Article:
Solberg shaken as bus tragedy unfolds

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Prime Minister Erna Solberg was promising a full review of “what went wrong” in what she called the “deeply tragic” attack on a regularly scheduled bus route over the mountains of Norway Monday evening. As details continued to emerge, Solberg said her government would probe everything from slow police response time to what caused a 31-year-old rejected refugee to fatally stab two fellow passengers and the bus driver.

Erna Solberg thinks she can do just as good a job, also with Progress Party leader Siv Jensen as finance minister in a new non-socialist government coalition. Jensen wants to spend far more of Norway's oil revenues than Stoltenberg's government has. PHOTO: TV2 screen grab/

Erna Solberg called Monday’s attack by an asylum seeker “deeply tragic” but said it was “too early” to draw any conclusions. PHOTO:

“This incident is deeply tragic, it must be safe to travel in Norway,” Solberg told state broadcaster NRK Tuesday morning. “Now we will help those closest to the victims, the local community and the employees of the bus company in the manner they deserve.”

Solberg said it was “too early to draw any conclusions” about the reasons for the attack and the slow emergency response to it. “We must use some time to see what went wrong in this connection,” Solberg said. “But there’s one thing this government is clear about: Police staffing must increase.”

Arrived in Norway last spring
Immigration authorities confirmed on Tuesday that the 31-year-old man from South Sudan who stabbed to death two fellow passengers on a Valdresekspressen bus and its driver arrived in Norway in April. He had first sought asylum in Spain and then traveled on to Norway, where his application for asylum was rejected in June.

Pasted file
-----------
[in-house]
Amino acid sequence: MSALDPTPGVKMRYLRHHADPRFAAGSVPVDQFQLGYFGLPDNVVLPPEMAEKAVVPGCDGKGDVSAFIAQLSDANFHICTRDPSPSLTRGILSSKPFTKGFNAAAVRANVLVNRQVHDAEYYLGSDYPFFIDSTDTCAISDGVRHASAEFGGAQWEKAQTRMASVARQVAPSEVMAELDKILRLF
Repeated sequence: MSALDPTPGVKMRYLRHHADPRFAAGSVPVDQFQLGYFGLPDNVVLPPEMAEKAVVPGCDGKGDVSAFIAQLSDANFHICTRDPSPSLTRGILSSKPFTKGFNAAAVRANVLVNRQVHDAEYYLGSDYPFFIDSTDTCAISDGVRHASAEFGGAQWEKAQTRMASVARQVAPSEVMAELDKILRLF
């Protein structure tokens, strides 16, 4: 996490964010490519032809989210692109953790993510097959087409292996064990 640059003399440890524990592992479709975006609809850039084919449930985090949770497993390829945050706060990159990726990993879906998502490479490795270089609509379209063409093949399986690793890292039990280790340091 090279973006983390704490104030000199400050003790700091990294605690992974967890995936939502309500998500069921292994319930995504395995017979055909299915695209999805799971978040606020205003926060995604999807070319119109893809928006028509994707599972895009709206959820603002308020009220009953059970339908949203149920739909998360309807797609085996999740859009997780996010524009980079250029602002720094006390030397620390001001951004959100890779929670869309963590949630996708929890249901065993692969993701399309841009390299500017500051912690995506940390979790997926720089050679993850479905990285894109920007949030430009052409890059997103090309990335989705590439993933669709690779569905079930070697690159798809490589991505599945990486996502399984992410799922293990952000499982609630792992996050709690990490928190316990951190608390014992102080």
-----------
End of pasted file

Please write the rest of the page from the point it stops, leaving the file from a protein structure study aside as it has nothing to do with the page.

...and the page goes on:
Ingeborg Grimsmo of immigration agency UDI (Utlendingsdirektoratet) told NRK that the authorities ordered he be sent back to Spain, his first port of entry in Europe. Nearly five months later, the man who’d been staying at an asylum center in Øvre Årdal since August 26 was still in the Sogne region. Grimsmo said she didn’t know exactly when he was to be sent out of the country, since that’s in the hands of the police and linked to their capacity to arrange deportations.

Website reported that he was set to be flown unescorted to Oslo on Tuesday and then on to Spain. Instead, he boarded the bus the night before and unleashed his attack. Police received their first alarm of what initially sounded like a traffic accident involving the bus shortly after 5:30pm, and it was handled by the station in Leirdal. Police headed out immediately, according to local officials, but opted to drive via the main E16 highway over the mountains instead of a shorter route along the fjord. They reportedly feared that repair work in a tunnel on the fjord work would cause delays.

‘Blood everywhere’
It thus took police well over an hour to arrive at the scene, by which time the bus driver and two passengers were dead. The assailant who initially forced the bus to stop had stabbed to death the bus driver, a 19-year-old Norwegian woman and a Swedish man in his 50s during his roughly hour-long attack. He was eventually apprehended by firefighters called to the scene from Årdal, who arrived at the scene before police.

Other motorists who’d stopped to help after seeing the bus stopped by the side of the mountain road were met by a gruesome scene, with one witness telling NRK there “was blood everywhere” and the body of one of the victims was lying on the steps leading into the bus. The 31-year-old assailant threatened them as well, wielding his knife and behaving in what they called a “desperate” manner. They then were forced to back off, until police arrived.

No earlier reports of trouble
Grimsmo of UDI said she’d had no reports that the assailant had been in trouble before, nor could she offer any information about his mental health. He initially had been placed in an asylum center in Oslo before being transferred to Årdal last summer. “Everyone gets an offer of a place to stay for as long as they are in Norway,” she told NRK.